Wes Moore is the author of Discovering Wes Moore, an autobiography for young readers based on his bestselling adult memoir The Other Wes Moore. Exploring factors that contribute to success—and failure—he compares and contrasts his life story with that of a man who shares his name, is almost the same age, and, like the author, grew up fatherless in Baltimore but who is serving a life sentence for murder. Upon learning about this other Wes Moore, the author was compelled to write to him and was surprised to receive a reply. That reply gave birth to a friendship as letters turned into visits and the two men got to know one another. This compelling story about the challenges of growing up and accepting responsibility for our choices is sure to inspire.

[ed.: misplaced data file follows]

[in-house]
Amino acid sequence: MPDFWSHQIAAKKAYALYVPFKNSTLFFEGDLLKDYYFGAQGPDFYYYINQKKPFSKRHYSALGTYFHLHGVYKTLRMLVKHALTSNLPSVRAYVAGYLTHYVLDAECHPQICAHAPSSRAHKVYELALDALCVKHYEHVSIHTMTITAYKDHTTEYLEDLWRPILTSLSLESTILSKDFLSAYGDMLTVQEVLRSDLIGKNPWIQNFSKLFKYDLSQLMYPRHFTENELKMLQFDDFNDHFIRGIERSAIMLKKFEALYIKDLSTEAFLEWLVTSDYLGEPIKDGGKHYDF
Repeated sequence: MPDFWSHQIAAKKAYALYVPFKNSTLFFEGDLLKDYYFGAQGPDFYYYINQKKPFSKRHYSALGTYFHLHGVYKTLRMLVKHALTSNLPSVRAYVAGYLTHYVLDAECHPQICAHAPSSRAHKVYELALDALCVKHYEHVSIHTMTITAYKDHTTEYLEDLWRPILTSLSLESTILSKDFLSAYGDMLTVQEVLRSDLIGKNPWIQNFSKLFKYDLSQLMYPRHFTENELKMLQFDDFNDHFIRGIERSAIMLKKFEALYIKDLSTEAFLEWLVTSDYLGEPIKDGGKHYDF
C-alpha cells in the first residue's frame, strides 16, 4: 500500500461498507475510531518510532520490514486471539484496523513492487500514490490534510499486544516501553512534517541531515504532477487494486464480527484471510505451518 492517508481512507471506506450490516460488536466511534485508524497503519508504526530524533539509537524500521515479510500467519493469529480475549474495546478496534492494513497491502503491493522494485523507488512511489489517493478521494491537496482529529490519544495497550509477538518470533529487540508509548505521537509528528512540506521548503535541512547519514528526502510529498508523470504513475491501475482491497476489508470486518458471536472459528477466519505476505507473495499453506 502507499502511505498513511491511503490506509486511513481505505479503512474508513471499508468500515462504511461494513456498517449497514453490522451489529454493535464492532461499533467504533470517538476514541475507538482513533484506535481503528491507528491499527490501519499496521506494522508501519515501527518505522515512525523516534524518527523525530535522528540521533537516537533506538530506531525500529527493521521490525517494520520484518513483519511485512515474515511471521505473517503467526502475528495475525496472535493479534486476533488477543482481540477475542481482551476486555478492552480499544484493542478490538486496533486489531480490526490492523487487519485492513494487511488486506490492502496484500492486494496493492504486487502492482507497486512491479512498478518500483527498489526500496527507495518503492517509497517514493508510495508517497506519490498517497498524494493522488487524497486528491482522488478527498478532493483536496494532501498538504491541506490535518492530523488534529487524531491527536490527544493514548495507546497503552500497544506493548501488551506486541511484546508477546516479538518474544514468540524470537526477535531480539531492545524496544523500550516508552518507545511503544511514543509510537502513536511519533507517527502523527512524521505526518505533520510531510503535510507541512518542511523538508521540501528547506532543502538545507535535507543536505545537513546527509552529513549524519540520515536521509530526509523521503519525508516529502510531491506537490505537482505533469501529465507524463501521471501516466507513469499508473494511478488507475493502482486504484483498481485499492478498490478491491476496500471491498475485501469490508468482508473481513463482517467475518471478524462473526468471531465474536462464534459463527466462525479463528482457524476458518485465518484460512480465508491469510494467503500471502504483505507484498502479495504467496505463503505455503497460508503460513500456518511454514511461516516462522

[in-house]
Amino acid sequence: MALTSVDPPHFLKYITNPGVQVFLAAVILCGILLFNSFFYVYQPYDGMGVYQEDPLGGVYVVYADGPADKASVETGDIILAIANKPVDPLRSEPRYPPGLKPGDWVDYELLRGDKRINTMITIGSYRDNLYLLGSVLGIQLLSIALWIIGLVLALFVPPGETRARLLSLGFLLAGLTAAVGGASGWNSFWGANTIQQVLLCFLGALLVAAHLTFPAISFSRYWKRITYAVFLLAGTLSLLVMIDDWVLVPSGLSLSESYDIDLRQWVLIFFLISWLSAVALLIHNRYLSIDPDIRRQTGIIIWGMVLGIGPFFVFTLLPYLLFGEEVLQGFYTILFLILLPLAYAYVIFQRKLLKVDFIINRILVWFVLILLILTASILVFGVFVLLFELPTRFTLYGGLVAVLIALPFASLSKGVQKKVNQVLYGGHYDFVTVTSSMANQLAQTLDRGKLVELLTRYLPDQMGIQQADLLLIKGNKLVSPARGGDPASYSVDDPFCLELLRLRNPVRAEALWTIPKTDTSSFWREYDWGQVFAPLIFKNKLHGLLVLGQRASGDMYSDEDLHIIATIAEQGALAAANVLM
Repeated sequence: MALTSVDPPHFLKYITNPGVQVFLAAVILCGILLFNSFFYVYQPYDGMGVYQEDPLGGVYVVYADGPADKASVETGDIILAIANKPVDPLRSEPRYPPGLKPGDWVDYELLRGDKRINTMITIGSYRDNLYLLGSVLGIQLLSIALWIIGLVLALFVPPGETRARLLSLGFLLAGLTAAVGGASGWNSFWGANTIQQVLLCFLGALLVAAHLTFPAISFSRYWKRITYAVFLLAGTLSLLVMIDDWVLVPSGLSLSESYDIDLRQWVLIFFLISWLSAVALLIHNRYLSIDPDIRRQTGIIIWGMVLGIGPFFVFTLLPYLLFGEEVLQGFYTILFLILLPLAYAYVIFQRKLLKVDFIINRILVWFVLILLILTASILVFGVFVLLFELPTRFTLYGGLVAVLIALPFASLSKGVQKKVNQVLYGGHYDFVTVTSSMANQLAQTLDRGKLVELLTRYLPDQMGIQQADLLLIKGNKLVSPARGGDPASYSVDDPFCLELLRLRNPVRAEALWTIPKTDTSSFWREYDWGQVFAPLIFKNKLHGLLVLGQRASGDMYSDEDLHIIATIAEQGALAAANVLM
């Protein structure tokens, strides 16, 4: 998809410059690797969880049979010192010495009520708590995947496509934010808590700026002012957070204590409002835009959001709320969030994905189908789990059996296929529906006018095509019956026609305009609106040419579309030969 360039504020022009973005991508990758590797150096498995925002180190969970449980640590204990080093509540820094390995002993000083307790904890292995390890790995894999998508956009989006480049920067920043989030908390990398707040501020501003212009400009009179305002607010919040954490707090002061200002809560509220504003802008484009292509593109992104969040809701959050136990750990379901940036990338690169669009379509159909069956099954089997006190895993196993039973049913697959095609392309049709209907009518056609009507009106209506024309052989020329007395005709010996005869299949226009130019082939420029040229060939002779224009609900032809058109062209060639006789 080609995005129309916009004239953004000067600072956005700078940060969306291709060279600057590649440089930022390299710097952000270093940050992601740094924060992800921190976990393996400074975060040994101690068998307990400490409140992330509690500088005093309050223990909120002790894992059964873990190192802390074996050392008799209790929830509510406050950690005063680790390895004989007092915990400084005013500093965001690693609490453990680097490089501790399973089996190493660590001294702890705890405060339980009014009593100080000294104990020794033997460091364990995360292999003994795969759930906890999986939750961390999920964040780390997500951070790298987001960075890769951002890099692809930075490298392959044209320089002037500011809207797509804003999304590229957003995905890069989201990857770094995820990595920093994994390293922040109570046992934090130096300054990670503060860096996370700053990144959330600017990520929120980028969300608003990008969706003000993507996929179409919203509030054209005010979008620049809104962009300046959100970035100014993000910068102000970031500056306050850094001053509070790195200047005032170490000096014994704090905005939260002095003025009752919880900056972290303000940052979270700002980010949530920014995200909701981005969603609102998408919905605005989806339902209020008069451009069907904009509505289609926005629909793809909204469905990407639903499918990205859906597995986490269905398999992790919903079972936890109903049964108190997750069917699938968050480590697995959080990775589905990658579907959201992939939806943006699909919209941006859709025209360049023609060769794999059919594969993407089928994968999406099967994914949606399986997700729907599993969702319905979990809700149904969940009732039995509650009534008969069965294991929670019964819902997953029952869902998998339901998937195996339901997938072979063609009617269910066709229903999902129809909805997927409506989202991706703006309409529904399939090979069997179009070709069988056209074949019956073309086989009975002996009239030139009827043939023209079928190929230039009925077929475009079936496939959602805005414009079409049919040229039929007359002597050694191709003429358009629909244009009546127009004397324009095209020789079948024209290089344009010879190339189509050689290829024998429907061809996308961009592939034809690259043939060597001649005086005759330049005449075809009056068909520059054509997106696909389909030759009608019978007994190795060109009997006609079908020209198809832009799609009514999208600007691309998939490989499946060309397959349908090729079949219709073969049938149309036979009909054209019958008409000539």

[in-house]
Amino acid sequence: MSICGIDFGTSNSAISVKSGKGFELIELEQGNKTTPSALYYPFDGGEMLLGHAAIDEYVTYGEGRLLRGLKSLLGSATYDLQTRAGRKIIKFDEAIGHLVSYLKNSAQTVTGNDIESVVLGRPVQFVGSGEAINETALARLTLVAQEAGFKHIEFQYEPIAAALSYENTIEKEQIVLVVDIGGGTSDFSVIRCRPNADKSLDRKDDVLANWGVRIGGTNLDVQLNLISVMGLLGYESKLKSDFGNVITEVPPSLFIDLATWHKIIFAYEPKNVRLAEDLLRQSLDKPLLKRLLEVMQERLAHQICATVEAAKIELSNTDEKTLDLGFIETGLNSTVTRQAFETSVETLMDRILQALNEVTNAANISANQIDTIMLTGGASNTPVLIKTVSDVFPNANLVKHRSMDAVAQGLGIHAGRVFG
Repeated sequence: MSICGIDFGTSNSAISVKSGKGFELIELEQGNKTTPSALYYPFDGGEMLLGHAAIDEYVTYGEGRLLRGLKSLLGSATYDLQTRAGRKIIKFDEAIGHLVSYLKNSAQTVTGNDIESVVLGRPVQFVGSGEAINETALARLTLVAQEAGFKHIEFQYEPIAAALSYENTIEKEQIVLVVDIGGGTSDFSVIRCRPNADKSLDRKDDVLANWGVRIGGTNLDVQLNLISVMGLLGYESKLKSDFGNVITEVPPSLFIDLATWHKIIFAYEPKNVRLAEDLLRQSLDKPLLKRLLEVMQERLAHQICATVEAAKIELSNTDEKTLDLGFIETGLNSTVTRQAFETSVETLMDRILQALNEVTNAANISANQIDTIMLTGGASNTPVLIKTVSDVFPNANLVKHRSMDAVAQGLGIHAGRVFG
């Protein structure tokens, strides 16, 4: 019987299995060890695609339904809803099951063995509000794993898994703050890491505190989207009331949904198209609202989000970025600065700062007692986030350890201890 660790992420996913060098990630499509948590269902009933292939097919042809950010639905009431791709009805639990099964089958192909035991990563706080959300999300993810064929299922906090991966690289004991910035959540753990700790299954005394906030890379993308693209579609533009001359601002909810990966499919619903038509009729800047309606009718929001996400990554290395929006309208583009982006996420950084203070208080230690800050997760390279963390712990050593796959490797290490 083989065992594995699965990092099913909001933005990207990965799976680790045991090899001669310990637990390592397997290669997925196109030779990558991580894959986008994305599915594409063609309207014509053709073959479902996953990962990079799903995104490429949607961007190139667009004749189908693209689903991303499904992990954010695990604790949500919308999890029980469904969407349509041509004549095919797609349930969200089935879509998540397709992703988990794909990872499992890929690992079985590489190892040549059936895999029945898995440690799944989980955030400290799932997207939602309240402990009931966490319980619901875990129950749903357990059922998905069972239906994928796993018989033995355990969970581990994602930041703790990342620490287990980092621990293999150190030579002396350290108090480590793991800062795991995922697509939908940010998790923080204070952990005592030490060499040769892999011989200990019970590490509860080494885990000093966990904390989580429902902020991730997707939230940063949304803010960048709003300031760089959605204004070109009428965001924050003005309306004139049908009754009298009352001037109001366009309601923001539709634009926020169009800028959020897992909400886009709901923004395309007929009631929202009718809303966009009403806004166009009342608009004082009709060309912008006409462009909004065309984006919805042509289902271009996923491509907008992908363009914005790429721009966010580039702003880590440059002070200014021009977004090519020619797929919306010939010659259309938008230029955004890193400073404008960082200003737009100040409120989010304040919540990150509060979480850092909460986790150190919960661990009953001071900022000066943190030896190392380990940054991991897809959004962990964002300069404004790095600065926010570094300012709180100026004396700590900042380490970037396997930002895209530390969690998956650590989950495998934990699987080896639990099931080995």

Aristotle and Dante Discover the Secrets of the Universe by Benjamin Alire Sáenz
Aristotle is an angry teen with a brother in prison. Dante is a know-it-all who has an unusual way of looking at the world. When the two meet at the swimming pool, they seem to have nothing in common. But as the loners start spending time together, they discover that they share a special friendship—the kind that changes lives and lasts a lifetime. And it is through this friendship that Ari and Dante will learn the most important truths about themselves and the kind of people they want to be.
The Pact by Davis, Jenkin & Hunt